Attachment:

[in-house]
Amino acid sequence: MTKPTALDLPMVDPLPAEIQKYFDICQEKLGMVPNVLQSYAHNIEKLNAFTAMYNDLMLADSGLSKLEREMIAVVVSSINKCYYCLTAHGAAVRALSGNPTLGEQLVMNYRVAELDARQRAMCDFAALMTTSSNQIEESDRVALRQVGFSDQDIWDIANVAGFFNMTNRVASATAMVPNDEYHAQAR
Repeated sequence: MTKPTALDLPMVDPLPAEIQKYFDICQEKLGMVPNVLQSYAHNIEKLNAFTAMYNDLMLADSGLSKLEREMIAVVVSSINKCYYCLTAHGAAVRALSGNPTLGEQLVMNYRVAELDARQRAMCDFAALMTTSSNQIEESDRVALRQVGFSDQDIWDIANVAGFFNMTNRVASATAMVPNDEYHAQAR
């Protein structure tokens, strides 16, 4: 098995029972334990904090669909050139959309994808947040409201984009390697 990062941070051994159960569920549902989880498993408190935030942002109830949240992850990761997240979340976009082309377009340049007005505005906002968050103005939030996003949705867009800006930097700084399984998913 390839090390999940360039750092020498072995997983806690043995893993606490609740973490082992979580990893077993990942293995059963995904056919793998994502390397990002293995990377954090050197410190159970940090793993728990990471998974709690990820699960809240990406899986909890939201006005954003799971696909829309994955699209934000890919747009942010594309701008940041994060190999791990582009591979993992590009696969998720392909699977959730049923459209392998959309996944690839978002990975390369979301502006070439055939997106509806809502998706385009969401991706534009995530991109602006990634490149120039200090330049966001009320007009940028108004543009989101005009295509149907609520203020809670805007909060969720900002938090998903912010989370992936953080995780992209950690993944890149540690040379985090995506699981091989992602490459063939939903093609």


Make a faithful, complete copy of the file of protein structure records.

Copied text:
[in-house]
Amino acid sequence: MTKPTALDLPMVDPLPAEIQKYFDICQEKLGMVPNVLQSYAHNIEKLNAFTAMYNDLMLADSGLSKLEREMIAVVVSSINKCYYCLTAHGAAVRALSGNPTLGEQLVMNYRVAELDARQRAMCDFAALMTTSSNQIEESDRVALRQVGFSDQDIWDIANVAGFFNMTNRVASATAMVPNDEYHAQAR
Repeated sequence: MTKPTALDLPMVDPLPAEIQKYFDICQEKLGMVPNVLQSYAHNIEKLNAFTAMYNDLMLADSGLSKLEREMIAVVVSSINKCYYCLTAHGAAVRALSGNPTLGEQLVMNYRVAELDARQRAMCDFAALMTTSSNQIEESDRVALRQVGFSDQDIWDIANVAGFFNMTNRVASATAMVPNDEYHAQAR
């Protein structure tokens, strides 16, 4: 098995029972334990904090669909050139959309994808947040409201984009390697 990062941070051994159960569920549902989880498993408190935030942002109830949240992850990761997240979340976009082309377009340049007005505005906002968050103005939030996003949705867009800006930097700084399984998913 390839090390999940360039750092020498072995997983806690043995893993606490609740973490082992979580990893077993990942293995059963995904056919793998994502390397990002293995990377954090050197410190159970940090793993728990990471998974709690990820699960809240990406899986909890939201006005954003799971696909829309994955699209934000890919747009942010594309701008940041994060190999791990582009591979993992590009696969998720392909699977959730049923459209392998959309996944690839978002990975390369979301502006070439055939997106509806809502998706385009969401991706534009995530991109602006990634490149120039200090330049966001009320007009940028108004543009989101005009295509149907609520203020809670805007909060969720900002938090998903912010989370992936953080995780992209950690993944890149540690040379985090995506699981091989992602490459063939939903093609």